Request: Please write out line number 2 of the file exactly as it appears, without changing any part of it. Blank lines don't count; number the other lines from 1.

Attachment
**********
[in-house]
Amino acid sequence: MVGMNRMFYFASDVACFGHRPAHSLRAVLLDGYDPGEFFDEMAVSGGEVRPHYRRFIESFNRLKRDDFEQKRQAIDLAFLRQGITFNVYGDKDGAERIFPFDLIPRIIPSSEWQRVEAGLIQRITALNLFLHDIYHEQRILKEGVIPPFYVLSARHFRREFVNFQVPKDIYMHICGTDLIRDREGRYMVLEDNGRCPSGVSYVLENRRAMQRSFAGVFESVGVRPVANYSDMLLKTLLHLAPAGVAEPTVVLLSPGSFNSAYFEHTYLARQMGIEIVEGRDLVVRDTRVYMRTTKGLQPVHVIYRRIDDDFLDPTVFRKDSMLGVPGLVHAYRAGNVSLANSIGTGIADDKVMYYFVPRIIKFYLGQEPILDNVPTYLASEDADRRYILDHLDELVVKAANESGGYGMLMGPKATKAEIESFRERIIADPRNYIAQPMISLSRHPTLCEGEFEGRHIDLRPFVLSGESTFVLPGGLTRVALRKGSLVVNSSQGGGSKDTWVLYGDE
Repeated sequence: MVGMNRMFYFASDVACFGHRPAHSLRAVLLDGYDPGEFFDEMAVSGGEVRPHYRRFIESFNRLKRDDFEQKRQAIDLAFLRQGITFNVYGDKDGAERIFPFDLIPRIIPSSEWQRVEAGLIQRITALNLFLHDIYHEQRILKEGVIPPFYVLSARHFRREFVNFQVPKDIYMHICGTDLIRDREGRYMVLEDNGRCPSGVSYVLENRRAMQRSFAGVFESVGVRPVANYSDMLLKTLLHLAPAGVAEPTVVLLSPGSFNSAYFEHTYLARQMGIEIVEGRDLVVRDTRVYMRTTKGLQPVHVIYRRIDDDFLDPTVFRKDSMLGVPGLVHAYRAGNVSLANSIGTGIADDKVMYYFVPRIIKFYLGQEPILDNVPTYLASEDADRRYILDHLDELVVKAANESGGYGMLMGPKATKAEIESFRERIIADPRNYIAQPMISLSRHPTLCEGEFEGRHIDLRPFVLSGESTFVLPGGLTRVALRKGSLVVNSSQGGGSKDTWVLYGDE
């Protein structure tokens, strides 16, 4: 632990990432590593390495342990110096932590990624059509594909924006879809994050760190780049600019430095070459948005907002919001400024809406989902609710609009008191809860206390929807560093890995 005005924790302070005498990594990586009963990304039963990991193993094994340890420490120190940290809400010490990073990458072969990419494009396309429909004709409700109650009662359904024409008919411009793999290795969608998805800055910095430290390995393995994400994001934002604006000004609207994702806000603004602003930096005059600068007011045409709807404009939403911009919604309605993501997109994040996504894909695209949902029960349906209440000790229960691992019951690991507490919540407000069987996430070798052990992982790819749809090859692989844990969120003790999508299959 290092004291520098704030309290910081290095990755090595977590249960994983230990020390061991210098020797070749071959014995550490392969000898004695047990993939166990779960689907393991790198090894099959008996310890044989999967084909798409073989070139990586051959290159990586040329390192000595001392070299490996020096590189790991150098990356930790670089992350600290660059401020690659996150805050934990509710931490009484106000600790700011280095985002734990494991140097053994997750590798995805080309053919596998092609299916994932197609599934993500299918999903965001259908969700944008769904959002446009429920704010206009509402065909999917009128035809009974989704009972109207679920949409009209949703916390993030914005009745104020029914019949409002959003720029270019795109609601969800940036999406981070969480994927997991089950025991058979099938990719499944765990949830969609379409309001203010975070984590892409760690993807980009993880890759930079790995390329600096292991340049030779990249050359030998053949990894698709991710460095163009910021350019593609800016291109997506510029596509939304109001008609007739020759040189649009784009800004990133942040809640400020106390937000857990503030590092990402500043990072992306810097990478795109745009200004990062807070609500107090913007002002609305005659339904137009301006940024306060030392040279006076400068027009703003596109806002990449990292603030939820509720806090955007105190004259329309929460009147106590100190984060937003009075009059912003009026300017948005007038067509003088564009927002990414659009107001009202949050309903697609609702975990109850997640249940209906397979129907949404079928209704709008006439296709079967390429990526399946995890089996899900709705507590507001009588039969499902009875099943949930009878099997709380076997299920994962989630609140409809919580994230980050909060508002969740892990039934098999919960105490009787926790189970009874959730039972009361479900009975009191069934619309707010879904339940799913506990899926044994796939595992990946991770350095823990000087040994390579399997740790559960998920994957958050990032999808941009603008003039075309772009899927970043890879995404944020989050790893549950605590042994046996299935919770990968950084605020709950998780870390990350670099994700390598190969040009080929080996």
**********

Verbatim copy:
Amino acid sequence: MVGMNRMFYFASDVACFGHRPAHSLRAVLLDGYDPGEFFDEMAVSGGEVRPHYRRFIESFNRLKRDDFEQKRQAIDLAFLRQGITFNVYGDKDGAERIFPFDLIPRIIPSSEWQRVEAGLIQRITALNLFLHDIYHEQRILKEGVIPPFYVLSARHFRREFVNFQVPKDIYMHICGTDLIRDREGRYMVLEDNGRCPSGVSYVLENRRAMQRSFAGVFESVGVRPVANYSDMLLKTLLHLAPAGVAEPTVVLLSPGSFNSAYFEHTYLARQMGIEIVEGRDLVVRDTRVYMRTTKGLQPVHVIYRRIDDDFLDPTVFRKDSMLGVPGLVHAYRAGNVSLANSIGTGIADDKVMYYFVPRIIKFYLGQEPILDNVPTYLASEDADRRYILDHLDELVVKAANESGGYGMLMGPKATKAEIESFRERIIADPRNYIAQPMISLSRHPTLCEGEFEGRHIDLRPFVLSGESTFVLPGGLTRVALRKGSLVVNSSQGGGSKDTWVLYGDE